What immobilizes us from moving on from a relationship, in which we clearly have no chance of getting our needs met?
Why do we insist on staying and perhaps blaming the other person, or extenuating circumstances in hopes that either will shift?
The fear of change.
We need to learn to trust that discomfort is a good thing when it comes to change and that even if we take a step toward it and then want to run back to the safety of the known ‘ick‘ it’s our natural tendency.
It doesn’t mean we are weak or more flawed then the rest, it’s how our subconscious has been wired and our known as abysmal as it might feel, also feels undone if we take on change too quickly.
It takes self-awareness to understand ourselves when leaving a relationship; the other person isn’t the problem. We are our own problem. If we do not take on that responsibility, we will shape another relationship to feel just like the one we are dying to climb out of now.
I have clients who find themselves in all sorts of relationship disarray, places they never imagined their reality. The heaviness of feeling imprisoned, as if all choice has been wiped from their existence and this decision to suffer, sacrifice and remain in a state of daily punishment is in itself, a choice.
We can tell ourselves excuses.
We can tell stories of our inherent bravery in staying somewhere that feels heavy upon waking each day and that we shut out with our sleep every night.
We can continue down the road of holding the reins so tightly, in which nothing will change and then complain about it, ignoring that our need to control keeps us here.
We will place all sorts of meaningless events as having way more importance in our lives, rather than really taking ourselves in hand and staring down the barrel of our unhappiness.
We say for our future, we have a much bigger plan at hand, as though our life is a movie and somehow everything around us will play in cooperation with this strategy.
What happens when we take responsibility for ourselves?
There’s no more stories to tell of woe; no more sympathy to begot; there’s no one left to blame and there is only a choice of taking action for ourselves.
Does this mean we have to jump up and leave immediately?
Unless we’re emotionally connected to what we’re doing, taking extreme action isn’t recommended.
First, we need to do a reality check.
Why are we really still here? This is usually where we find the hope of being rescued. Either saved by our partner or all of a sudden, magically, they change and voila! Our lives are that fairy tale we’ve always wanted.
Hope can be a good thing, let’s say when something tragic is happening. But, when it comes to the fantasy of fulfilling that empty place inside of ourselves, or receiving validation we rarely or never got or finally being loved by someone in that way where we feel safe; the attachment can keep us there for years.
Second, another reality check.
What beliefs do we hold about ourselves that makes us feel that life is lacking?
This is about our belief that we’re not enough, life is not enough…there’s not enough money, time, love, good mates, etc. We may think we’re doing the wrong thing, because our parents did the opposite. Or we may want to rebel. The problem is in comparing our lives to our parents, it’s out of context. And when it comes to scarcity, as long as we believe in not enough in any part of life, we’ll remain right where we are.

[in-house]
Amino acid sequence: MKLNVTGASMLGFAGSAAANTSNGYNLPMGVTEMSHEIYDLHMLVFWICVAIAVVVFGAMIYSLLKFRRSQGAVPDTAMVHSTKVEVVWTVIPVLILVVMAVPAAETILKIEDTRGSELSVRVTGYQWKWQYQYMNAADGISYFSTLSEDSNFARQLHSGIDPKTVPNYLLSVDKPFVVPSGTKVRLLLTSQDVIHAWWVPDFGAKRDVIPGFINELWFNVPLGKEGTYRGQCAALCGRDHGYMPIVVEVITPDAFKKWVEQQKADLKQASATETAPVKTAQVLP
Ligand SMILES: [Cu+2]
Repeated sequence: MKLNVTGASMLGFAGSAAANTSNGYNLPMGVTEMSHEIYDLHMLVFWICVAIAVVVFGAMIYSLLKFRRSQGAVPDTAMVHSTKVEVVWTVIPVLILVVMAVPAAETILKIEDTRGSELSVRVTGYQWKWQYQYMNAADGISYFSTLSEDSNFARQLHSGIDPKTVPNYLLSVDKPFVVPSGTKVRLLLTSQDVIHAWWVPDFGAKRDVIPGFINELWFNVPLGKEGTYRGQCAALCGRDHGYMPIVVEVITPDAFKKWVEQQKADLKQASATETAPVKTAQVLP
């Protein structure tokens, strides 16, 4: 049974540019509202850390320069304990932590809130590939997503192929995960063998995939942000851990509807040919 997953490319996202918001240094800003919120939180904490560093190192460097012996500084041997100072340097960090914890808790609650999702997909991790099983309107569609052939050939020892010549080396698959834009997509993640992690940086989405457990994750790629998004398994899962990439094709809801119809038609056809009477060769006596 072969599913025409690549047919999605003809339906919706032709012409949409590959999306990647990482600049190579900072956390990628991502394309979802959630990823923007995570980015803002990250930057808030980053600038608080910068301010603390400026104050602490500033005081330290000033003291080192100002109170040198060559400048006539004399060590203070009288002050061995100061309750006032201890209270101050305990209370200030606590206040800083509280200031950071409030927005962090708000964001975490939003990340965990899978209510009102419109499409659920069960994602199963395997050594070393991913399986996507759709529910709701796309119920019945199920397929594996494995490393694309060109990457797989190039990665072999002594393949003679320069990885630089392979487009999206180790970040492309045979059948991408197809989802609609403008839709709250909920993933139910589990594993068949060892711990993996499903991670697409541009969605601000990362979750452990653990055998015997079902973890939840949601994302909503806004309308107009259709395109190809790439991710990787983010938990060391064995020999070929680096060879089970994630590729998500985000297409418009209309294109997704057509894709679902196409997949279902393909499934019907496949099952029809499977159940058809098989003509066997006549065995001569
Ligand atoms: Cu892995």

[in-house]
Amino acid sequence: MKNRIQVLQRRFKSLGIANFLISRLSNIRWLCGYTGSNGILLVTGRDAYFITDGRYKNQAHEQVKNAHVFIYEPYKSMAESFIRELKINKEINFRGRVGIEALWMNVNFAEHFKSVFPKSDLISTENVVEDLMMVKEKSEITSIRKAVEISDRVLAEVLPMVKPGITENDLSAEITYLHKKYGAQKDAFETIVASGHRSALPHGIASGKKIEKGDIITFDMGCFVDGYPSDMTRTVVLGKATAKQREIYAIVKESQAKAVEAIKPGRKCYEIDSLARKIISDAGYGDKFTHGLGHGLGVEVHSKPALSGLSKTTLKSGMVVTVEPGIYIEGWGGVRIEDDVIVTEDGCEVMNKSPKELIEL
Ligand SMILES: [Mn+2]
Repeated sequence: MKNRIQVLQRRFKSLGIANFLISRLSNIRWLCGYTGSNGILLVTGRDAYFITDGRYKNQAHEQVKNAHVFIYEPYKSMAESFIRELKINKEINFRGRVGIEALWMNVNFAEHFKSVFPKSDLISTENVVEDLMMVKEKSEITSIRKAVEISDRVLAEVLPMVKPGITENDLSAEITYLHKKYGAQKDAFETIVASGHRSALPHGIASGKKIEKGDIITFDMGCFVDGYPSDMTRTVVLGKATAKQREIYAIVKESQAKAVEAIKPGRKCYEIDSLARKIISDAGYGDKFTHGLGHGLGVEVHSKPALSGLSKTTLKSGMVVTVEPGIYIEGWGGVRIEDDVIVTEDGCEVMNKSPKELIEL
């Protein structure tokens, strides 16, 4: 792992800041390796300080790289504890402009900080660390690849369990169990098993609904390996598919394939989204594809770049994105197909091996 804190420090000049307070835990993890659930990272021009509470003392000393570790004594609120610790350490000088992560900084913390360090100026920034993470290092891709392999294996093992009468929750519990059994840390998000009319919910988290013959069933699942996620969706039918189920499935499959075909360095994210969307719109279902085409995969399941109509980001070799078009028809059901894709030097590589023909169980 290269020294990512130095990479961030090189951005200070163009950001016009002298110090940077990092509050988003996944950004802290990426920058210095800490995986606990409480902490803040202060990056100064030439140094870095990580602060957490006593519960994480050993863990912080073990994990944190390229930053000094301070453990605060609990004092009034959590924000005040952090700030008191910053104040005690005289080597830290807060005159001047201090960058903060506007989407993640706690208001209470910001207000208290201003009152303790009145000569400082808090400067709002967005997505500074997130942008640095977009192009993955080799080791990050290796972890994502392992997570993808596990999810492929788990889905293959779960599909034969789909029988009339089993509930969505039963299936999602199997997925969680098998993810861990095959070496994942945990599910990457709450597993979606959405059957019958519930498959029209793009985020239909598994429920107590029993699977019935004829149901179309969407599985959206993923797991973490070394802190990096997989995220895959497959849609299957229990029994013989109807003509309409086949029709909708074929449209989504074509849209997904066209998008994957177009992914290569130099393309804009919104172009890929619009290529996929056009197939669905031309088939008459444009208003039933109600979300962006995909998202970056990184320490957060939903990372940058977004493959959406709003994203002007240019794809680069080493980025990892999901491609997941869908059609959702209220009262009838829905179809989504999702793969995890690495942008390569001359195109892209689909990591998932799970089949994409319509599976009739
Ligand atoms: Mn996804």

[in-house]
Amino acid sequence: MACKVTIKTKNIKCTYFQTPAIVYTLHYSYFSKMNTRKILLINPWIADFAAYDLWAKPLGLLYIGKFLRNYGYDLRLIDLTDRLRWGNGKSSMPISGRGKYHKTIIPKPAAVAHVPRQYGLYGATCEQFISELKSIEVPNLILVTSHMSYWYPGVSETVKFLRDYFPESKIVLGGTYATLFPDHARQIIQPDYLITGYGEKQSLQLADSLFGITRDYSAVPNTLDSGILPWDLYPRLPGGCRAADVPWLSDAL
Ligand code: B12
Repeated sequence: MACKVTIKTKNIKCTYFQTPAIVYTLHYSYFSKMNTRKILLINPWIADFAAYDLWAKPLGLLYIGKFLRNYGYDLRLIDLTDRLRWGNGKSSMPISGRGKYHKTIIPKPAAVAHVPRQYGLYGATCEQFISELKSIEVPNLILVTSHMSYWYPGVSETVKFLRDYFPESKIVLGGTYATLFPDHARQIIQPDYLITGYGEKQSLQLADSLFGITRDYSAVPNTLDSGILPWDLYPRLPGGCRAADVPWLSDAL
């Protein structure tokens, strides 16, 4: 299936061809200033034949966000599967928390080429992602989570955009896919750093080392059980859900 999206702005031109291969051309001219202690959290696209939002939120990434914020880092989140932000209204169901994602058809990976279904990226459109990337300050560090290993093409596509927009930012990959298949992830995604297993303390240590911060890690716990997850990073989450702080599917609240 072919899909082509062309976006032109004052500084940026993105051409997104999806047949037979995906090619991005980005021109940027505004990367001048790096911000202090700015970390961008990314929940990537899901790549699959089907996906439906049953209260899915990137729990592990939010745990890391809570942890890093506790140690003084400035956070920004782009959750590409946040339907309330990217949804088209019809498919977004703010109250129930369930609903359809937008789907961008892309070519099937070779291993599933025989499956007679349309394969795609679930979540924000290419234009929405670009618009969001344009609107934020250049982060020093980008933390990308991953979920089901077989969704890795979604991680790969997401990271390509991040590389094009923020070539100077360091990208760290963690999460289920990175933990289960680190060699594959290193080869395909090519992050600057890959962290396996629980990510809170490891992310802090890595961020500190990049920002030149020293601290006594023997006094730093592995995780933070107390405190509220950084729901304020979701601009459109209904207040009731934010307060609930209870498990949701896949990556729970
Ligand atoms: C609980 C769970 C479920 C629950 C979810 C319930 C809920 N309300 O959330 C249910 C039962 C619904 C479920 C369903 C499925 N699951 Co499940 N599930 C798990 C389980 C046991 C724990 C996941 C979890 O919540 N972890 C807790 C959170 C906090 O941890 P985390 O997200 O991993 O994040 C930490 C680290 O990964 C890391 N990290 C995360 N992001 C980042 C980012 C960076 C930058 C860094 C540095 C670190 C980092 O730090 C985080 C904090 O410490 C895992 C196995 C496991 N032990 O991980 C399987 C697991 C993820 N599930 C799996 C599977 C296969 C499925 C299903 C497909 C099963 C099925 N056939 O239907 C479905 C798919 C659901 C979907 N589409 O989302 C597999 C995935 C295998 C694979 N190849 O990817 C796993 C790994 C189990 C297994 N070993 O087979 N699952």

Third, another reality check.
Where do we receive validation? Is it because we mow the lawn and feel we deserve a pat on the head?
Perhaps, we do nice things to get something and we keep trying and trying and the other person just doesn’t appreciate us. Sometimes we’ll stay for years waiting for that magic moment when they wake up, roll over and tell us how wonderful we really are…and maybe that fantasy does come true? And that feeling lasts a day or a week, but eventually it wears off.
Self-validation is the only thing with the capacity to last. When we get real about staying to receive some form of validation, we can look at taking action for ourselves.
Fourth, action is necessary for boundaries to actually work.
Allow the identity we’ve built, if it’s inauthentic to be demolished. It’s okay if we end up proving our partner right. So what? When we state how we want to live and take action to live that way, all outer resistance is out of our control anyway. So often we’ve given ourselves up, because we’re afraid to be who we are lest we fail or prove someone right. When we stand for ourselves and not against someone as our focus, our whole life can change and that is scary, but then so is the alternative to keep living in this self-made prison.
Fifth, allow the resistance within to just be.
Seeing it, admitting to it, but not battling our own resistance to change will get us to the other side of making decisions, taking action and staying with the discomfort that is inevitable in staking out a new direction. Changing patterns and beliefs is never easy, so welcome the uncomfortable and watch the heaviness dwindle. Remember, our subconscious is resisting what is new, because it only knows where it has been and it resists to hold onto those patterns. If we don’t battle ourselves and continue taking action, we will create new patterns that in time will be more comfortable.
I mention it, because it’s a given. Loving ourselves gives us the capacity to authentically love others. Leaving a relationship through love is a better platform, because it is done honestly and kindly. Leaving a relationship believing there’s the absence of love, means it is just buried beneath anger, numbness or whatever we’ve thrown on top of it.
Find the love and let it lead.
Author: Tracy Crossley
Editor: Renée Picard
Image: mricon at Flickr